It seemed like the Spurs were sleeping and just waiting for an opportunity to pounce on the Bulls, and of course, the expectation was for a Bulls collapse considering how putrid their fourth quarters have been recently.

Patty Mills kept shaking free of the Bulls defense to hit four triples while the Bulls couldn’t fully pull away, despite all five starters scoring in double figures and Rajon Rondo coming an assist shy of getting a triple-double with 12 points and 10 rebounds.

They won’t have many games where Butler and Wade aren’t the headliners, but then again, they won’t have many games where the defense actually picks up the slack against one of the more disciplined offensive teams in the league

Butler didn’t score until midway through the third quarter, finally shaking free of Leonard in semi-transition for a short jumper to put the Bulls up 60-47.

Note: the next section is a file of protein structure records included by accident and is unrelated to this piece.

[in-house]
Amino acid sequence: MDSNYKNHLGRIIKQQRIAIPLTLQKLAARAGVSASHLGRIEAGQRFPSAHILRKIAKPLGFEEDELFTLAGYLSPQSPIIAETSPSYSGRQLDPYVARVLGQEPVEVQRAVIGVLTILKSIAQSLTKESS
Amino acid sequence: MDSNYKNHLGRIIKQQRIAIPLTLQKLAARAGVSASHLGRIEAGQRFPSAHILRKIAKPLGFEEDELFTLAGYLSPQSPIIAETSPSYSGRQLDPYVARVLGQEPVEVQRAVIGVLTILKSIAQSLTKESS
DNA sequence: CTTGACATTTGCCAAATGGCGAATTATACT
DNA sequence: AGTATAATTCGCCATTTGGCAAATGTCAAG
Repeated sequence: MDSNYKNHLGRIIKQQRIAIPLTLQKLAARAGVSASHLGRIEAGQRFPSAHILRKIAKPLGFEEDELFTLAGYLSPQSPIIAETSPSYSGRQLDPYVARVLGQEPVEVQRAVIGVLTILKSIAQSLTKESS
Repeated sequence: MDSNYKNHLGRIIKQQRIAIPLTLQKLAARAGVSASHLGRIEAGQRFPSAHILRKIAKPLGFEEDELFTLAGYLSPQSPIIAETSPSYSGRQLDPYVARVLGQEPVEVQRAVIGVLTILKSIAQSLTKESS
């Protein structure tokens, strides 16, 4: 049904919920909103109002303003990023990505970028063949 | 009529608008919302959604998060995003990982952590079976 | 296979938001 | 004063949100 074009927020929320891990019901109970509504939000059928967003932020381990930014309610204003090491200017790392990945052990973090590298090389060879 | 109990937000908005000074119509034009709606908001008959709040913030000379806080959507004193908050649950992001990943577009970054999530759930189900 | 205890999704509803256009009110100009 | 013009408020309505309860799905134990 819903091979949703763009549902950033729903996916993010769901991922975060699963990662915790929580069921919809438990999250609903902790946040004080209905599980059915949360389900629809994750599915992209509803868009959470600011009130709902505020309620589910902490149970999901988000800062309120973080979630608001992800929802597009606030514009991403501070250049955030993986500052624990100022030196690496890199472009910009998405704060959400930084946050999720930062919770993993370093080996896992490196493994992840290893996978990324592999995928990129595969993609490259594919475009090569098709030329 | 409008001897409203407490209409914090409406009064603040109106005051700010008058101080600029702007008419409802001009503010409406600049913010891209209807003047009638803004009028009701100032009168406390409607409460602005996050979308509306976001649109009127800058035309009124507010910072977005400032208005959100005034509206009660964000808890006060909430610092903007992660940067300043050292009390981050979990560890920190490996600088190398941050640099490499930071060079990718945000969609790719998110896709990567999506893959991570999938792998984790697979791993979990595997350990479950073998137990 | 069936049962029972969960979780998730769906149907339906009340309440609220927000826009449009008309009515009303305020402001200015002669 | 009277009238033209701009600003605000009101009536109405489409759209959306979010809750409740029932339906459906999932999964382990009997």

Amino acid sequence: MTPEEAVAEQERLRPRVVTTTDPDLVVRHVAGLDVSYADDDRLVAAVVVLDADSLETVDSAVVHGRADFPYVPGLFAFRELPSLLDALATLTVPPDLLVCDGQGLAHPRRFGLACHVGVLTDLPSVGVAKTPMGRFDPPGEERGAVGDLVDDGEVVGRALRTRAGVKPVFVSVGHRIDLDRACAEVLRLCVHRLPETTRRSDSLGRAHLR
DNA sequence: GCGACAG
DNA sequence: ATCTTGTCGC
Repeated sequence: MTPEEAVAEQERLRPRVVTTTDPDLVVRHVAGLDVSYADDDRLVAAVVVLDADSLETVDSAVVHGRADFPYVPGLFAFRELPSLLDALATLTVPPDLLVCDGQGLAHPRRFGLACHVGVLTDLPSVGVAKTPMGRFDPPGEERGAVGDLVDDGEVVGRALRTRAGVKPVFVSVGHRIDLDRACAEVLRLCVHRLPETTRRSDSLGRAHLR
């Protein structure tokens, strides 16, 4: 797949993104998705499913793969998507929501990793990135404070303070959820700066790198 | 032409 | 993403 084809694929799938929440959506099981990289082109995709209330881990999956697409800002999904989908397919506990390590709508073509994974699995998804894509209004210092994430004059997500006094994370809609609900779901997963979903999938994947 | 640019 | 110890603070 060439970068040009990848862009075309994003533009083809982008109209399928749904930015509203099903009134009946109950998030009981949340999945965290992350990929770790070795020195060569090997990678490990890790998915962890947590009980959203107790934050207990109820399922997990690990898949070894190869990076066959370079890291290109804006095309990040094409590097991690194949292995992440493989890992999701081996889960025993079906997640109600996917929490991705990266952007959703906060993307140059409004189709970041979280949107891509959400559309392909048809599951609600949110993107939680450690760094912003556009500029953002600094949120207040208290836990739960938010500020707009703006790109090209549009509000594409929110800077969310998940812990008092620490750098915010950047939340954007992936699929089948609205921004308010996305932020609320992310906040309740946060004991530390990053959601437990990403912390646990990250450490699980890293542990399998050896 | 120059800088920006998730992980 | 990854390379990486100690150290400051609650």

But the Spurs began to wake up and nearly did more than make the Bulls sweat. But in these early tilts, the more desperate team usually wins.

And although the Bulls don’t want to admit it, they needed to play like a desperate team.

SportsTalk Live Podcast: Winter meetings trades for Cubs and White Sox

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USA TODAY

SportsTalk Live Podcast: Winter meetings trades for Cubs and White Sox

Hub Arkush (Pro Football Weekly/670 The Score) and David Schuster (670 The Score) joined David Kaplan on the SportsTalk Live panel for Thursday's show.

Baseball’s winter meetings are over. Could Rick Hahn have done more this week? Plus which closer will have a better season- current Cubs closer Wade Davis or former Cubs closer Aroldis Chapman?

How much upheaval will there be on the Bears’ coaching staff this offseason? Plus are the Bulls in slump or are we finally seeing the real team show up?

Listen to this episode of the SportsTalk Live podcast here: